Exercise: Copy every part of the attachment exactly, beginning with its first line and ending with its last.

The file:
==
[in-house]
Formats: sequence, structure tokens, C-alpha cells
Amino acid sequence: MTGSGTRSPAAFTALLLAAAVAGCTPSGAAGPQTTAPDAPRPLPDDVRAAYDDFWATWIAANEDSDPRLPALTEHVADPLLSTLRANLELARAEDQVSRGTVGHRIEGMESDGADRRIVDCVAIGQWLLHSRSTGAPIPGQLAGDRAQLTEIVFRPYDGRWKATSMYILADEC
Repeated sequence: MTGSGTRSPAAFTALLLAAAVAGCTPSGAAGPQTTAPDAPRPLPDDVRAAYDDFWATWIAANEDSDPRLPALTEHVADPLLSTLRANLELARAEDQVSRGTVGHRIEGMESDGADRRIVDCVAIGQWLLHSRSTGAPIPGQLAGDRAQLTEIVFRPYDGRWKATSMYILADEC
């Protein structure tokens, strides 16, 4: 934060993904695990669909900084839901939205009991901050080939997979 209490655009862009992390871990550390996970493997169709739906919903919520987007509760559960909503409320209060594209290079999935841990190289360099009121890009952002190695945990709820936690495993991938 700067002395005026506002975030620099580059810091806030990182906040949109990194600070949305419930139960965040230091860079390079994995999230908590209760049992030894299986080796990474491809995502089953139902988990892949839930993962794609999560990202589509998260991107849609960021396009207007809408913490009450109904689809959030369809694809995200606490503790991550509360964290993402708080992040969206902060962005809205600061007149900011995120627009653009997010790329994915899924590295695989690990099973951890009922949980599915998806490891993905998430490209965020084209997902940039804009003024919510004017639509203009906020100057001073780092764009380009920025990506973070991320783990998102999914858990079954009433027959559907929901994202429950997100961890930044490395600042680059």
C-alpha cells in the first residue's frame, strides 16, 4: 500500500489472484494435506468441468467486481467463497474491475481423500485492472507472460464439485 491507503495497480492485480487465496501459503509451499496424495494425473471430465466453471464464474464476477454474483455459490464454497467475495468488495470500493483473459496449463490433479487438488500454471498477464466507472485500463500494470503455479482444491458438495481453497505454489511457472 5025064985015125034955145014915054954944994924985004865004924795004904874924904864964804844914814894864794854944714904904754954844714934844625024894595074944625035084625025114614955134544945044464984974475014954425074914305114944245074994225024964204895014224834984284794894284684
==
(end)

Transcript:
[in-house]
Formats: sequence, structure tokens, C-alpha cells
Amino acid sequence: MTGSGTRSPAAFTALLLAAAVAGCTPSGAAGPQTTAPDAPRPLPDDVRAAYDDFWATWIAANEDSDPRLPALTEHVADPLLSTLRANLELARAEDQVSRGTVGHRIEGMESDGADRRIVDCVAIGQWLLHSRSTGAPIPGQLAGDRAQLTEIVFRPYDGRWKATSMYILADEC
Repeated sequence: MTGSGTRSPAAFTALLLAAAVAGCTPSGAAGPQTTAPDAPRPLPDDVRAAYDDFWATWIAANEDSDPRLPALTEHVADPLLSTLRANLELARAEDQVSRGTVGHRIEGMESDGADRRIVDCVAIGQWLLHSRSTGAPIPGQLAGDRAQLTEIVFRPYDGRWKATSMYILADEC
């Protein structure tokens, strides 16, 4: 934060993904695990669909900084839901939205009991901050080939997979 209490655009862009992390871990550390996970493997169709739906919903919520987007509760559960909503409320209060594209290079999935841990190289360099009121890009952002190695945990709820936690495993991938 700067002395005026506002975030620099580059810091806030990182906040949109990194600070949305419930139960965040230091860079390079994995999230908590209760049992030894299986080796990474491809995502089953139902988990892949839930993962794609999560990202589509998260991107849609960021396009207007809408913490009450109904689809959030369809694809995200606490503790991550509360964290993402708080992040969206902060962005809205600061007149900011995120627009653009997010790329994915899924590295695989690990099973951890009922949980599915998806490891993905998430490209965020084209997902940039804009003024919510004017639509203009906020100057001073780092764009380009920025990506973070991320783990998102999914858990079954009433027959559907929901994202429950997100961890930044490395600042680059």
C-alpha cells in the first residue's frame, strides 16, 4: 500500500489472484494435506468441468467486481467463497474491475481423500485492472507472460464439485 491507503495497480492485480487465496501459503509451499496424495494425473471430465466453471464464474464476477454474483455459490464454497467475495468488495470500493483473459496449463490433479487438488500454471498477464466507472485500463500494470503455479482444491458438495481453497505454489511457472 5025064985015125034955145014915054954944994924985004865004924795004904874924904864964804844914814894864794854944714904904754954844714934844625024894595074944625035084625025114614955134544945044464984974475014954425074914305114944245074994225024964204895014224834984284794894284684